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Are there an English written recipes for delightful fast food stuffed pancake?

thanks

:biggrin:

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Are there an English written recipes for delightful fast food stuffed pancake?

thanks

:biggrin:

try this http://www.galaxylink.com.hk/~john/food/co...akligozleme.htm

I just Google 'gozleme recipe' quite a lot came out, there are a few mentions in my cookbooks but no recipe.

there is a recipe for it in nevin halici's latest book: sufi cuisine, p 135. according to nevin, gozleme is eaten as borek when it is filled and folded over in a half moon. there is a recipe for that version in my med street food book(see saj borek). i adapted the recipe from one of nevin's in her turkish cookbook. she is a great writer and her books are definitely worth getting, if you don't have them that is.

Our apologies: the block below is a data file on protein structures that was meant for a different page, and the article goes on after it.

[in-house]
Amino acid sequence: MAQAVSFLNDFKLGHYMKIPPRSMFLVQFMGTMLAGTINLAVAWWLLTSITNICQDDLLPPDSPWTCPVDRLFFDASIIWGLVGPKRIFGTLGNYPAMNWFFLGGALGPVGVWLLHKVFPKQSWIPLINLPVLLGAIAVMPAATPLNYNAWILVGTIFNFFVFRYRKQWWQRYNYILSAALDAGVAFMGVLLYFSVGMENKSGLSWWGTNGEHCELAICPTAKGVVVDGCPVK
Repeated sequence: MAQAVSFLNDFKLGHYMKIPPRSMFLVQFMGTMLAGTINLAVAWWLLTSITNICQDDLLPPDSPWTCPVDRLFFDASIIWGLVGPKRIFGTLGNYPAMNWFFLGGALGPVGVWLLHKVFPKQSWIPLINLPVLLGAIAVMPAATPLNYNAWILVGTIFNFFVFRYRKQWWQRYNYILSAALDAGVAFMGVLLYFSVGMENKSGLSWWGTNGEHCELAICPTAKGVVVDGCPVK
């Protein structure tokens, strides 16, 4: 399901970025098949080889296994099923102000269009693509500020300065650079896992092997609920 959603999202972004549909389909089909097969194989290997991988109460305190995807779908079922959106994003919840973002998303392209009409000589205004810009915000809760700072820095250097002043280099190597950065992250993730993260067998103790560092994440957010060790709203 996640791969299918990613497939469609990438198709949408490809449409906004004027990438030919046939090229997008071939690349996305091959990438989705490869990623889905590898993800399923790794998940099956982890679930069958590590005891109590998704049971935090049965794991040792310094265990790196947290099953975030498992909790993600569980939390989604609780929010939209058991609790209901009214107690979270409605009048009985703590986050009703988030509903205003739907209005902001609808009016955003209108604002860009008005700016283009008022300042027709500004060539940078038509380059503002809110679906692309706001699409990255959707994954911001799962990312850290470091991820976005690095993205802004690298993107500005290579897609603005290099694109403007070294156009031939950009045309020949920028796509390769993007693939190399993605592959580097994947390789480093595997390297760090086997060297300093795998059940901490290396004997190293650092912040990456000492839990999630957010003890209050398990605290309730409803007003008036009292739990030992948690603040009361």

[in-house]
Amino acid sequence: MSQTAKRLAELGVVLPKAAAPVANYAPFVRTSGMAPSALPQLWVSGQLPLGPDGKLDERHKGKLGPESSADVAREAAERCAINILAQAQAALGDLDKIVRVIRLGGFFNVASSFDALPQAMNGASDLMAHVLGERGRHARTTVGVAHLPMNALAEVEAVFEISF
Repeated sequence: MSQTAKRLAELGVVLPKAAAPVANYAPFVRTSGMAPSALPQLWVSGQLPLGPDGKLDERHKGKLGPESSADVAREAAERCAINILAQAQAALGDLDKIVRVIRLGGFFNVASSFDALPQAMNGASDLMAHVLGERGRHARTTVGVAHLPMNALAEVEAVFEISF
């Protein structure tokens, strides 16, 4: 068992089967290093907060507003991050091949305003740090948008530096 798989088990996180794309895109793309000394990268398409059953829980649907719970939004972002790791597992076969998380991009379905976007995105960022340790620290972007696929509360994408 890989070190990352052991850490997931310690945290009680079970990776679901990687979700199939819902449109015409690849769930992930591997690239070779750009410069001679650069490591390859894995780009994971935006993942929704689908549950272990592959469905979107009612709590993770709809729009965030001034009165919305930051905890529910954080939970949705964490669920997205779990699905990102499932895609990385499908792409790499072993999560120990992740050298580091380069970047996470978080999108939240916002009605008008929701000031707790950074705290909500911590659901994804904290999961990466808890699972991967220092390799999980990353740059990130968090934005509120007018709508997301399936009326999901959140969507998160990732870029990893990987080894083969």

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One outstanding gozleme comes from the town of Mersin, It is stuffed wtih

a combination of ground toasted sesame seeds and crushed sauteed onions.

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One outstanding gozleme comes from the town of Mersin, It is stuffed wtih

a combination of ground toasted sesame seeds and crushed sauteed onions.

do you have any recipe ? The toasted sesame seeds, would that be like toastier tasting tahini or can you substitute tanini ? thanks

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One outstanding gozleme comes from the town of Mersin, It is stuffed wtih

a combination of ground toasted sesame seeds and crushed sauteed onions.

do you have any recipe ? The ground toasted sesame seeds, would that be like toastier tasting tahini or can you substitute tanini ? thanks

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It wasn't tahini paste, but it a blend of crushed and whole toasted sesame seeds combined with chopped sauteed onions. I didn't get a recipe but I still remember it as best of all gozlemes I've ever tasted.